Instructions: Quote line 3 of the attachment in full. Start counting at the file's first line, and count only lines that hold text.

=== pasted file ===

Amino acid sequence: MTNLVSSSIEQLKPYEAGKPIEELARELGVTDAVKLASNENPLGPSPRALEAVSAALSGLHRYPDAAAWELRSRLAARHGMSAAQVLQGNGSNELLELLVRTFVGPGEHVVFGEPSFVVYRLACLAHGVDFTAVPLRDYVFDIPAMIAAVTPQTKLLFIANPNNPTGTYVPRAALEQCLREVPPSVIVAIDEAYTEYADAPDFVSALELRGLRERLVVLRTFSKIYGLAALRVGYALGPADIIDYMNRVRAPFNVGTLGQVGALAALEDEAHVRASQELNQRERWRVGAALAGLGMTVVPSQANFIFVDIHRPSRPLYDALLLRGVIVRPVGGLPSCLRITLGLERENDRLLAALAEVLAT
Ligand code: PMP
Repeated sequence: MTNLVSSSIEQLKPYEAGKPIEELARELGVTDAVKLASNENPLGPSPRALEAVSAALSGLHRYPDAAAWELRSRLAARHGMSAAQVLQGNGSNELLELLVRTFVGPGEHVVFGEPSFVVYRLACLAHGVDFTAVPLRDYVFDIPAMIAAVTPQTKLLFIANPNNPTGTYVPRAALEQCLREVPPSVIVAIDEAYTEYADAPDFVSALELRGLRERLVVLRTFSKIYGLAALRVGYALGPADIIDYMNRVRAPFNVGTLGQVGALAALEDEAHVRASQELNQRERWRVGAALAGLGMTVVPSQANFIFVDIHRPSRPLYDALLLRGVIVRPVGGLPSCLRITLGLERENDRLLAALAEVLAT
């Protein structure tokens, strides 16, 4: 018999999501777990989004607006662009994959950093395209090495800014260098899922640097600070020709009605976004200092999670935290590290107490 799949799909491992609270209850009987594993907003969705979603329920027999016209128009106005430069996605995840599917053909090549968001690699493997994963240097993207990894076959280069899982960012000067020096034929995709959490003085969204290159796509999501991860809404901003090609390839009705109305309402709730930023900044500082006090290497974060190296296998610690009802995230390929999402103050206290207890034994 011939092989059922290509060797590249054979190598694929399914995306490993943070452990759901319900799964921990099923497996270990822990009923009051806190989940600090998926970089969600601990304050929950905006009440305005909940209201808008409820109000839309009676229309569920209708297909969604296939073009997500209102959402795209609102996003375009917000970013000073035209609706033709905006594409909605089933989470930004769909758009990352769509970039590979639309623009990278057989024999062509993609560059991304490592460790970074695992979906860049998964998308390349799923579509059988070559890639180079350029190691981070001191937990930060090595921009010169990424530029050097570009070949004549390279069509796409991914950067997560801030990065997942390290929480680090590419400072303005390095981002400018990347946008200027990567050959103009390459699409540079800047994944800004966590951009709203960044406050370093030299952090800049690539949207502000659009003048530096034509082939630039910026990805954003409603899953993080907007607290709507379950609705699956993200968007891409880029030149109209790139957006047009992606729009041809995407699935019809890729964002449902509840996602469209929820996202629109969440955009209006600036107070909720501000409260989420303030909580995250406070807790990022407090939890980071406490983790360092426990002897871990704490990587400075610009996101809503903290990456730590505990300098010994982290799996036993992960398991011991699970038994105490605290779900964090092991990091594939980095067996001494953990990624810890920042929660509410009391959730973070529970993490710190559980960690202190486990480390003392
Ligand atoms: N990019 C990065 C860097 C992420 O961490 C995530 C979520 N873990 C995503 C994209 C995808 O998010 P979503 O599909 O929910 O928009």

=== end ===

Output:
Repeated sequence: MTNLVSSSIEQLKPYEAGKPIEELARELGVTDAVKLASNENPLGPSPRALEAVSAALSGLHRYPDAAAWELRSRLAARHGMSAAQVLQGNGSNELLELLVRTFVGPGEHVVFGEPSFVVYRLACLAHGVDFTAVPLRDYVFDIPAMIAAVTPQTKLLFIANPNNPTGTYVPRAALEQCLREVPPSVIVAIDEAYTEYADAPDFVSALELRGLRERLVVLRTFSKIYGLAALRVGYALGPADIIDYMNRVRAPFNVGTLGQVGALAALEDEAHVRASQELNQRERWRVGAALAGLGMTVVPSQANFIFVDIHRPSRPLYDALLLRGVIVRPVGGLPSCLRITLGLERENDRLLAALAEVLAT